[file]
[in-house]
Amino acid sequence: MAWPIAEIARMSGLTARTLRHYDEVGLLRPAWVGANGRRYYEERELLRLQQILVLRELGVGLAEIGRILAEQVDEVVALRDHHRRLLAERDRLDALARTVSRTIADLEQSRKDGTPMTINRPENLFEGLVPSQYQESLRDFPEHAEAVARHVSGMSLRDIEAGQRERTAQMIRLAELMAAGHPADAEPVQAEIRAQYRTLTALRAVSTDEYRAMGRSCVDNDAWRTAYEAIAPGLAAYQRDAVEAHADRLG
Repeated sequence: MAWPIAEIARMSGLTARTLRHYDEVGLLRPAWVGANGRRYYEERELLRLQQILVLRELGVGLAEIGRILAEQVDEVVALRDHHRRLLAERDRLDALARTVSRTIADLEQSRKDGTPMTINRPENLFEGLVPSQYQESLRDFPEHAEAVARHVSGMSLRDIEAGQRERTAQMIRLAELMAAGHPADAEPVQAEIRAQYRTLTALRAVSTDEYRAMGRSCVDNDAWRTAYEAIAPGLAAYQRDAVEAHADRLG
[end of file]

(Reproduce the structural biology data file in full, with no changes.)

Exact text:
[in-house]
Amino acid sequence: MAWPIAEIARMSGLTARTLRHYDEVGLLRPAWVGANGRRYYEERELLRLQQILVLRELGVGLAEIGRILAEQVDEVVALRDHHRRLLAERDRLDALARTVSRTIADLEQSRKDGTPMTINRPENLFEGLVPSQYQESLRDFPEHAEAVARHVSGMSLRDIEAGQRERTAQMIRLAELMAAGHPADAEPVQAEIRAQYRTLTALRAVSTDEYRAMGRSCVDNDAWRTAYEAIAPGLAAYQRDAVEAHADRLG
Repeated sequence: MAWPIAEIARMSGLTARTLRHYDEVGLLRPAWVGANGRRYYEERELLRLQQILVLRELGVGLAEIGRILAEQVDEVVALRDHHRRLLAERDRLDALARTVSRTIADLEQSRKDGTPMTINRPENLFEGLVPSQYQESLRDFPEHAEAVARHVSGMSLRDIEAGQRERTAQMIRLAELMAAGHPADAEPVQAEIRAQYRTLTALRAVSTDEYRAMGRSCVDNDAWRTAYEAIAPGLAAYQRDAVEAHADRLG